The project has three related goals: collecting, reading and analyzing past sources of water quality data and monitoring in Saratoga Lake's watershed and surrounding regions, conducting a field and laboratory assessment of current water quality parameters in the tributaries of Saratoga Lake, and recommendations for future water quality monitoring projects.

Full report is not available. Please contact Judy Halstead for more information.


sunrise over Saratoga LakeDevelopment on an Interactive Website for the Water Resources Initiative

Adam Wallace '06, Michael C. Ennis-McMillan, Department of Anthropology, Karen Kellogg, Department of Biology and Environmental Studies Program, and Alison Barnes, Department of English and Tang Teaching Museum and Art Gallery (2006)

This project consisted of designing an interactive and artistic website as an outreach and educational resource for the Water Resources Initiative. WRI is an interdisciplinary, community-based initiative that studies water issues in the local region. Each page of the website incorporates visual elements to create an engaging aesthetic that allows community members, Skidmore students and faculty, and local organizations to understand interactions in the Saratoga Lake watershed.

Full report is not available. Please contact Karen Kellogg for more information.


Scenic view of the Hudson RiverEarly Meanings of the Hudson River

Megan McAdams '08 and Rik Scarce, Department of Anthropology (2006)

From its discovery by Henry Hudson in 1609, the Hudson River landscape's meanings changed dramatically and repeatedly throughout history. Our project's goal was to develop a theory to describe the earliest of those shifting meanings and to explain the forces that gave rise to them. Our fundamental theoretical observation is that power, in some form, was dependent upon the Hudson River landscape. In that sense, the landscape, not human culture, was the ultimate arbiter of meaning in the Hudson's earliest recorded periods.

Full report is not available. Please contact Rik Scarce for more information.


Sailboat in a towing trailerWater Conflicts and Contradictions: Recreation and Invasive Species in Saratoga Lake

Molly Bergen '06, Leah Wohl-Pollack '08, Michael Ennis-McMillan, Department of Anthropology, and Karen Kellogg, Department of Biology and Environmental Studies Program (2006)

Based on over forty interviews with informed county residents, we discovered that residents' perceptions of Saratoga Lake are influenced by their desire to protect their recreational interests, representing the economic and emotional value they place on Saratoga Lake.  We also learned that personal interaction with invasive species influences residents' perceptions of which species are problematic and which species management plans are desirable. Our study indicates that personal interests often overshadow environmental concern for Saratoga Lake.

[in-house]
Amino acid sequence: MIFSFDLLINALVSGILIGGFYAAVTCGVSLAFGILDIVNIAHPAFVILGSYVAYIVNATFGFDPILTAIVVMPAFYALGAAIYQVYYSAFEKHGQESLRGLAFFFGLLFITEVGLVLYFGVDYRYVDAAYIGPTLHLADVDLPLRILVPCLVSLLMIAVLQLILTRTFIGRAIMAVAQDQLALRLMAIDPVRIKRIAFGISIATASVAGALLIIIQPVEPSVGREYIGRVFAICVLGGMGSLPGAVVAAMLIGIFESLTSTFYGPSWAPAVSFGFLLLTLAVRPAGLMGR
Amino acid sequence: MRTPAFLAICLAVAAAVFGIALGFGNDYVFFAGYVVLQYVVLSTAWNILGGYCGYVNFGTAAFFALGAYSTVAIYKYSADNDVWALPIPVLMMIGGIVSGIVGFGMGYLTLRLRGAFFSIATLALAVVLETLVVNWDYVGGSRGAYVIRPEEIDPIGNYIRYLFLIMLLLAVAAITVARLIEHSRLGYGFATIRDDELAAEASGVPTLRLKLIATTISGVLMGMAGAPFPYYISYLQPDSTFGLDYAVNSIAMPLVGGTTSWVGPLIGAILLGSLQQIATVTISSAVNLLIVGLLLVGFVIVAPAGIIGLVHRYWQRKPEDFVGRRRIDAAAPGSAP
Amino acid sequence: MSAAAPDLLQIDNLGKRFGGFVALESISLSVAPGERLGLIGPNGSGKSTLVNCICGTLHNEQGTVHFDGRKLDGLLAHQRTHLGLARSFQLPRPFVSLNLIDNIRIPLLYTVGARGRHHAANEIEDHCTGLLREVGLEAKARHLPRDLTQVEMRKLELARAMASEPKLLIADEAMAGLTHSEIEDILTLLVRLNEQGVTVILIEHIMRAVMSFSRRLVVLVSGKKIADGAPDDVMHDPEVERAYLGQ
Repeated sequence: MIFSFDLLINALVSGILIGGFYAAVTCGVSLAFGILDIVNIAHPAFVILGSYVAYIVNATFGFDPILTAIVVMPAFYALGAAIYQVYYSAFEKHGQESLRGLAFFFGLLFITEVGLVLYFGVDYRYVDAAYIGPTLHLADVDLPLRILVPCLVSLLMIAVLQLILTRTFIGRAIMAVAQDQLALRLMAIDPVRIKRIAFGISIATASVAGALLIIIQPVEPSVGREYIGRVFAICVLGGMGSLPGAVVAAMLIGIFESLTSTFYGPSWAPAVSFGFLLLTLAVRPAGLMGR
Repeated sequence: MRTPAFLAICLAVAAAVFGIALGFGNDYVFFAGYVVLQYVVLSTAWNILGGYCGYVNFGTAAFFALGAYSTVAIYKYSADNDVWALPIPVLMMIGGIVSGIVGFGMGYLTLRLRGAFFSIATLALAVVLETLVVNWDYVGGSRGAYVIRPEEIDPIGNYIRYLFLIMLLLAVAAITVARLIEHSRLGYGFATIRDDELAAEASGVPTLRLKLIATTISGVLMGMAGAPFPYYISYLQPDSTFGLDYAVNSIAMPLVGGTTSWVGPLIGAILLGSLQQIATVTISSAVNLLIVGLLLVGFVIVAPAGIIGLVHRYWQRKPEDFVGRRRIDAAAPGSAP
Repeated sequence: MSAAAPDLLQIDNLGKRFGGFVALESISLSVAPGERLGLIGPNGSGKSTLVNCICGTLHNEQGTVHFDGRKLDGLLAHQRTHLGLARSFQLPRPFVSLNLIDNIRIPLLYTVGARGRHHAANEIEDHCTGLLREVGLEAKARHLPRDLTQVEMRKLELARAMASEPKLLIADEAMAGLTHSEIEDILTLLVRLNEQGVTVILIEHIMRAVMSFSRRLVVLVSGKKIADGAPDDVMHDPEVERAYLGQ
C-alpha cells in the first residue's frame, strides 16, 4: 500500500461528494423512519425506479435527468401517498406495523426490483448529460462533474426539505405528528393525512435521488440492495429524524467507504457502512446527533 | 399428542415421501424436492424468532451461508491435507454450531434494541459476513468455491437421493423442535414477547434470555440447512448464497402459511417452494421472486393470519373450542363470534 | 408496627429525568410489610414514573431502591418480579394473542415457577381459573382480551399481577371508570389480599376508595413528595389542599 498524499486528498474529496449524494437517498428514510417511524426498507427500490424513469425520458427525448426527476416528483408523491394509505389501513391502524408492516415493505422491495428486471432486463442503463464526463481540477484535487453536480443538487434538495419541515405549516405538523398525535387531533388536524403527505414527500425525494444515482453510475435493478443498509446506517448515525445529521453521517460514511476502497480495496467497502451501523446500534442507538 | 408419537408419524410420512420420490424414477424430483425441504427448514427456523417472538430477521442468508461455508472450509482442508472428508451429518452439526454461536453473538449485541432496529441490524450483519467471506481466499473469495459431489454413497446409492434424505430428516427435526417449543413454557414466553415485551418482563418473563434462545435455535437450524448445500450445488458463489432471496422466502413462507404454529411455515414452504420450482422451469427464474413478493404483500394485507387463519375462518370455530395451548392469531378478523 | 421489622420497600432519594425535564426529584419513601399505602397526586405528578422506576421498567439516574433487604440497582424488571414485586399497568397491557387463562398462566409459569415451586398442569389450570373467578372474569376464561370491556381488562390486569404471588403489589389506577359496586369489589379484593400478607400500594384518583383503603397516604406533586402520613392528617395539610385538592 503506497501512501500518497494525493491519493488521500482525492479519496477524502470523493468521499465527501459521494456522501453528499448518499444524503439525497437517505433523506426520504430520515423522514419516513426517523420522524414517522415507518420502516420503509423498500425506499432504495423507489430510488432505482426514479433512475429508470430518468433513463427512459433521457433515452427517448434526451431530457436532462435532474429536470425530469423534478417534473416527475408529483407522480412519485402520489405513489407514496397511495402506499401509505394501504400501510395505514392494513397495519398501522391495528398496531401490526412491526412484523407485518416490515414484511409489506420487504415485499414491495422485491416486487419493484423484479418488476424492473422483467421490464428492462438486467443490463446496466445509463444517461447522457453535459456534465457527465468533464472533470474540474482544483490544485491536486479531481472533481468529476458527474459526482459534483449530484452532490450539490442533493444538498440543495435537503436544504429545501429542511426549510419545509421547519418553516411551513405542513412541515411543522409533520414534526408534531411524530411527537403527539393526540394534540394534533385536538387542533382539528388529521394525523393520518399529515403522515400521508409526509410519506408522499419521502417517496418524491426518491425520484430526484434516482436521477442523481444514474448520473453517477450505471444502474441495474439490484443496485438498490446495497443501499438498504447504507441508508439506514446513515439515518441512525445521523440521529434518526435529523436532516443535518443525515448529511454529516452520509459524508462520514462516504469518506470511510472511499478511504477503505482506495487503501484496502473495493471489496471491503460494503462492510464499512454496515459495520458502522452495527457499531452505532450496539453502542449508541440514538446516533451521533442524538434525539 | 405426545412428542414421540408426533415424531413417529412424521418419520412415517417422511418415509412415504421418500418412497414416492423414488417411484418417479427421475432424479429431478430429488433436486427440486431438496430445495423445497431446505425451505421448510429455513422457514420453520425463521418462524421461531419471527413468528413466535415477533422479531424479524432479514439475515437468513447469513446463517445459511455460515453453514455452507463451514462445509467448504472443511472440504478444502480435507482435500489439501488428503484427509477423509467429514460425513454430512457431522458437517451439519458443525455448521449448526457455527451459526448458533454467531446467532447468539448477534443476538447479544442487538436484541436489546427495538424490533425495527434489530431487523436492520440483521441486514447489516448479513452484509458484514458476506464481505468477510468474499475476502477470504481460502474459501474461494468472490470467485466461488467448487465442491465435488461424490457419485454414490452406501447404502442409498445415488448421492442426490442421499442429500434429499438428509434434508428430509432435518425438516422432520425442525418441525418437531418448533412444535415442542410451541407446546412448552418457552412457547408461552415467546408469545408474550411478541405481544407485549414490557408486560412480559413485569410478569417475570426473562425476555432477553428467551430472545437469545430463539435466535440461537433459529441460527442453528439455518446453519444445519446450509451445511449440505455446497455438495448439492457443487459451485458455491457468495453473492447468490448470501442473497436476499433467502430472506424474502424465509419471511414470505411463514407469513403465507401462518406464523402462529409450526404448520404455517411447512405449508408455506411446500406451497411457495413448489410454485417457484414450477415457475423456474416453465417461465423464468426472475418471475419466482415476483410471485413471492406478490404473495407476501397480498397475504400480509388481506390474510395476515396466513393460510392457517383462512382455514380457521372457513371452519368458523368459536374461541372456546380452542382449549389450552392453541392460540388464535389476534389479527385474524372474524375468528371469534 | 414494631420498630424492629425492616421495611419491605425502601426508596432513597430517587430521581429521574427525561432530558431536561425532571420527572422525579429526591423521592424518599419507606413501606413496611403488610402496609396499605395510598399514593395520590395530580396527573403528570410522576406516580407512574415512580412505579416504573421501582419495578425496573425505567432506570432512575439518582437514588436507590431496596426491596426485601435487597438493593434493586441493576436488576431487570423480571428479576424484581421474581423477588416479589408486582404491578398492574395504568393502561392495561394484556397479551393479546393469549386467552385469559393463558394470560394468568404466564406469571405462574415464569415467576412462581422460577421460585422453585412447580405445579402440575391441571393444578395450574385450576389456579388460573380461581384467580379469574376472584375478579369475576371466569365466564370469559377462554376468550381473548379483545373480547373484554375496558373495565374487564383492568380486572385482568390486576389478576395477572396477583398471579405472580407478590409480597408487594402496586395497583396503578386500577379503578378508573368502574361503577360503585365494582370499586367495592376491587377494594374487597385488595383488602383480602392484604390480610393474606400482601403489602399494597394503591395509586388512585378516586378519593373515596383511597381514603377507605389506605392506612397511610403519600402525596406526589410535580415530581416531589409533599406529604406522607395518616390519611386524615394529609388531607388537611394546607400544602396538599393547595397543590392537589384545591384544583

Full report is not available. Please contact Karen Kellogg for more information.


Independent Studies (2005-2006)

"Turbid" Waters of the Kayaderosseross: Human Caused or Glacially Influenced?

Erin E. Black '06 and Kyle K. Nichols, Department of Geosciences (2006)

The turbidity of streams can be caused by land use change, such as residential or commercial development and agricultural practices, or by natural erosion of stream banks. We measured stream discharge and turbidity in each watershed. Preliminary results show that discharge per unit area (Q/A) was controlled mostly by soil infiltration capacity and surficial geology, while residential and commercial development seemed to have little effect on the magnitude of Q/A. Our preliminary results suggest that farming practices increase stream turbidity, but the relationship between development and increased stream turbidity is less certain.

Full report is not available. Please contact Kyle Nichols for more information.

"In Depth " Knowledge (based on 378 well logs) of Kayaderosseross Creek Surficial Sediments

Michael Cleveland '06, Erin Black '06, Christine D'Esopo '07, Doug Donovan '06, Nicholas Napoli, GIS Center for Interdisciplinary Research, and Kyle K. Nichols, Department of Geosciences (2006)

Reinterpretation of 378 well logs provides a three-dimensional understanding of the surficial sediments in the Kayaderosseras Creek watershed, which includes the proto-Hudson River and the delta formed by its inlet into glacial Lake Albany. We utilized GIS to produce a depth to bedrock map, define aquifer morphology and location, and identify thickness of surficial sediment layers in the form of a three-dimensional block diagram. We also produced isovel maps displaying depth to groundwater and water availability.

Full report is not available. Please contact Kyle Nichols for more information